ByMarcus O'Shea, writer at Creators.co
Resident RPG nerd and SoulsBorne fanatic. Can be spotted by their floofy hair.
Marcus O'Shea

Most of us are prone to a bit of indulgence on Steam, especially when it comes to sale season or a particularly juicy humble bundle. But even those of us with the most bloated Steam libraries can't hold a candle to the sheer obsessive need to collect that defines these gamers.

What Drove These Gamers To Purchase Over 10,000 Games On Steam

One day you're playing 'Half-Life 2', the next you're selling your car for one more sweet humble bundle [Credit: Valve]
One day you're playing 'Half-Life 2', the next you're selling your car for one more sweet humble bundle [Credit: Valve]

When user Hyptronic received a free copy of Half-Life 2 in the box for his new graphics card (well, new at the time of Half-Life 2 being released), he never would have guessed the rabbit hole of spending that he would plunge down over the next decade.

Today, Hyptronic's Steam account boasts almost 11,000 games, valued at just over $83,000. It's taken him around 13 years to amass the collection, and thankfully for his wallet, he bought most of it through sales and bundles. Some might consider spending thousands on completely digital games madness, but Hyptronic has no regrets:

"There was a time I was asking myself what the hell am I doing and why I’m doing it, but when time went by I slowly understood and managed to accept it and I’m now enjoying every minute of it. Knowing that I’ve the option and freedom on Steam and can browse between many titles and play whenever I want to—I don’t regret it."

Other gamers are a little more uncertain about their obsessive Steam purchasing habits. One collector, seph.au, has joked with his friends that he needs a lock on his account to prevent himself from adding more impulsive purchases to his almost 10,000 strong collection of Steam games. He claims he'll stop when he hits the big 10k, but it's a promise he's made himself at previous milestones.

For some though, the act of collecting is a game unto itself. ReaperMadness is one such gamer, having amassed a similar amount of games to Hyptronic and seph.au. ReaperMadness has never played around 70 percent of his Steam library, but that doesn't seem to phase him much. Reaper sees himself as something of a collector and a bargain hunter rolled into one. For him, the joy comes from spotting games on sale for absurdly low amounts and snagging the best deals he can:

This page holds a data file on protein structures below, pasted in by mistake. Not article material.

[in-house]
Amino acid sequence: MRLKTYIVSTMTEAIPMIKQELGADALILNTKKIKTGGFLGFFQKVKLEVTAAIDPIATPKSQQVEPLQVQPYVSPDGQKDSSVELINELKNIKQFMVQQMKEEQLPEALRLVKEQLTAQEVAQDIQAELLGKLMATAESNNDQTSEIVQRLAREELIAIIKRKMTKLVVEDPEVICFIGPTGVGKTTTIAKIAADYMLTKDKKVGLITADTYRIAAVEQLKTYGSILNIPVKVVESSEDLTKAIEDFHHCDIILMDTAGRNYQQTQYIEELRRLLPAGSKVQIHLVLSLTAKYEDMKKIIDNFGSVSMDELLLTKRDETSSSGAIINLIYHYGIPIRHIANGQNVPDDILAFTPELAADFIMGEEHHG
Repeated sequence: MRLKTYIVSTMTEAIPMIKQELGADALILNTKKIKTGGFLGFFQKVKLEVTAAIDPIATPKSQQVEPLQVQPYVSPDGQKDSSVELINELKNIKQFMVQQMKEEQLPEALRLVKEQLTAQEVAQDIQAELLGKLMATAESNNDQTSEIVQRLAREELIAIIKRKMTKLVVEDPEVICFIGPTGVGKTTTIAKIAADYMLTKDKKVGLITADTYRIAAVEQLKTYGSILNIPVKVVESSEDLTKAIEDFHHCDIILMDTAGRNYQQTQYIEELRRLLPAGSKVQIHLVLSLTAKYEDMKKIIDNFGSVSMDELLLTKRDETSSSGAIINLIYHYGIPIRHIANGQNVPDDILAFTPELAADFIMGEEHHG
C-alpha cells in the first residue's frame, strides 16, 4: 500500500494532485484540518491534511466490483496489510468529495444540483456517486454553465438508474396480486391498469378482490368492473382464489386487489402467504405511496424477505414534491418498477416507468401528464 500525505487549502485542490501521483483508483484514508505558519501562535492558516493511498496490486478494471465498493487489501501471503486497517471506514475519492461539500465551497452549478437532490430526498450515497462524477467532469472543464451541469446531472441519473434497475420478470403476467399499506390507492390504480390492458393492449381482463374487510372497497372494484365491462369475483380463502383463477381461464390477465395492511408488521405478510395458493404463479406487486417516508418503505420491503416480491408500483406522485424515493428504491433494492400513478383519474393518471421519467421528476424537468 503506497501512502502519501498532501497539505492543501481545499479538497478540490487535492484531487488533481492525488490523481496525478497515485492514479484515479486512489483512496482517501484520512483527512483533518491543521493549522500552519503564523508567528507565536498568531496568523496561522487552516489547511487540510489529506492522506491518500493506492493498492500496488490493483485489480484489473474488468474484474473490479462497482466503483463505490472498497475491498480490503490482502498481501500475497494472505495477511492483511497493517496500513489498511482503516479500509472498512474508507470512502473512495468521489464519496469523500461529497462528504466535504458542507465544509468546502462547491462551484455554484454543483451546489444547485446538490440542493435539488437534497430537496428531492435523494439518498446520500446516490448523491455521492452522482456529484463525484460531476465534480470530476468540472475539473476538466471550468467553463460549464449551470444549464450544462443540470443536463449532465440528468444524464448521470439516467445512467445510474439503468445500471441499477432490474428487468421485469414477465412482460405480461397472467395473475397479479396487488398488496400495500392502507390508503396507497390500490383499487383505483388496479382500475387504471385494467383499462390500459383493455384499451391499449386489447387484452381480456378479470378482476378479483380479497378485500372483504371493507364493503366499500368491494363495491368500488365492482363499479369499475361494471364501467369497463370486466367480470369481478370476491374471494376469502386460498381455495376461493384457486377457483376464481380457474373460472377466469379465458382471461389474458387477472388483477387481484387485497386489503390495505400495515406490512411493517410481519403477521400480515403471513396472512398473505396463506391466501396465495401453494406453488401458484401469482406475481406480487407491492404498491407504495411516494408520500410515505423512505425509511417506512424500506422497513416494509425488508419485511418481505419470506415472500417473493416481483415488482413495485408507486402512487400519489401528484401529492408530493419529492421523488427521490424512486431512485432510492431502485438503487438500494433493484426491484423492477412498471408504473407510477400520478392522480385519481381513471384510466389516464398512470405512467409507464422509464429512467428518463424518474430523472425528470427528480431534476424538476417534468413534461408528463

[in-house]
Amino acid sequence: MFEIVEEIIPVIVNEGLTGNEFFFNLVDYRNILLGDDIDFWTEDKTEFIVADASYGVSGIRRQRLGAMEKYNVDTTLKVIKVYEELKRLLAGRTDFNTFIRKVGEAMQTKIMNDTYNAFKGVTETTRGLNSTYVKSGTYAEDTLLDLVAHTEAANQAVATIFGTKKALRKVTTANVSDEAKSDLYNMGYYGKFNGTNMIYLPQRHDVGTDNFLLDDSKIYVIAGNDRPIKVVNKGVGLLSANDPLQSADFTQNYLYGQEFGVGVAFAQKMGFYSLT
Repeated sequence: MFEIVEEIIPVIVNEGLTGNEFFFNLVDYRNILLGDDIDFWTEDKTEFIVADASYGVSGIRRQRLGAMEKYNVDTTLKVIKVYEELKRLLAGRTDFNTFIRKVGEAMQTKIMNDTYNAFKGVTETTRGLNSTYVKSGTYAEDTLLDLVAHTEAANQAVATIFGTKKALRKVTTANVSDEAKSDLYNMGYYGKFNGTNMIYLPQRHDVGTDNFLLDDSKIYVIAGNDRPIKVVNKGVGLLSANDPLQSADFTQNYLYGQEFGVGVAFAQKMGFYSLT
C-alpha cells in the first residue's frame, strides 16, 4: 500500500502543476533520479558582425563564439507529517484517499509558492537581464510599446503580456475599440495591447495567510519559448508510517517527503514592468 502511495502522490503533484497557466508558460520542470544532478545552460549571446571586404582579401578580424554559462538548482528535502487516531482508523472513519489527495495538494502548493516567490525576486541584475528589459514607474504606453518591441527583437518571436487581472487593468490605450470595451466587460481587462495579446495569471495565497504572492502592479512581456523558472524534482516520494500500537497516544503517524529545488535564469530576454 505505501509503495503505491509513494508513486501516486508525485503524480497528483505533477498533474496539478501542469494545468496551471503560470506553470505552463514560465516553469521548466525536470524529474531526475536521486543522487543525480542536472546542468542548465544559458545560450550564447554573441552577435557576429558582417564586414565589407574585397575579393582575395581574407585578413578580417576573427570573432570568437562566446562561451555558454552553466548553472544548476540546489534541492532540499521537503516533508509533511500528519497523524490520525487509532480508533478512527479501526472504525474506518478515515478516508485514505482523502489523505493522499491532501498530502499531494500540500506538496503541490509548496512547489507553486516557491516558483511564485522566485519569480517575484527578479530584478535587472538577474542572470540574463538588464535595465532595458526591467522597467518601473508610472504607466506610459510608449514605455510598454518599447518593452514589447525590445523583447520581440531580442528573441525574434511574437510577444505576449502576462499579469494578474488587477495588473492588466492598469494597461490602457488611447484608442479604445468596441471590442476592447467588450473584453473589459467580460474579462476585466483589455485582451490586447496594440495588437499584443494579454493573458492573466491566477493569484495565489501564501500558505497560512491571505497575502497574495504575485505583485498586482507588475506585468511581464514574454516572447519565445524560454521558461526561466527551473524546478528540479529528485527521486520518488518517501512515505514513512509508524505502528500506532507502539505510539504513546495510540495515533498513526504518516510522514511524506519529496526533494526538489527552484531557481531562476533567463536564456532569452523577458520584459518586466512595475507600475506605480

"Part of the thrill of having a large Steam library is always looking for new ways to get titles at a heavy discount or even as a giveaway. It is not unlike one building a great book library within their home, one so large they cannot possibly ever read all the books that that library contains. There is something that I find very awesome about the fact that as a gaming enthusiast, I will never run out of options in regards to having something new to play, and that I can carry such a library with me anywhere I go."

So Why Collect Digital Games?

For some the act of collecting is an act of preservation, conserving oddities like 'I am bread' for future generations [Credit: Bossa Studios]
For some the act of collecting is an act of preservation, conserving oddities like 'I am bread' for future generations [Credit: Bossa Studios]

My father is an artist, the kind who constantly collects items "just in case" they'll be useful for a project. Whether it's toy store replica guns to use as reference for sketches or rusted metal for sculpture work, he's always finding stuff he wants to take back to the studio (at this point, we're banned from letting him near a dollar store).

Inevitably, when he actually needed an item he's collected for a project, he wouldn't be able to find it among the clutter in his studio. The urge to collect, to hoard even, seems to come naturally to many people (some more than others). Perhaps it arises from an instinctual compulsion to stockpile, perhaps from modern life's focus on amassing consumer goods as a method of fulfillment. Probably, it's a bit of both.

As far as items to amass go, digital games certainly have their advantages. You probably won't have your house featured on an episode of Hoarders for collecting 10,000 games, and, unlike my father's studio, you have a search function to locate whatever item you're looking for. If you're going to hoard, digital is definitely the most convenient format.

For some, the urge to collect takes on a more noble tone. Gamers like PhrostB see themselves as digital curators, collectors for a personal museum of games who safeguard against complete removal of titles. Think about the dedicated fans who painstakingly preserve P.T. on their PlayStation 4's — in essence, they're conservationists of a kind.

At least, that's a good excuse for having purchased every add-on for Euro Truck Simulator 2.

What's your game count on Steam? Know anyone with a truly prodigious collection? Let us know in the comments!

(Source: PC Gamer)

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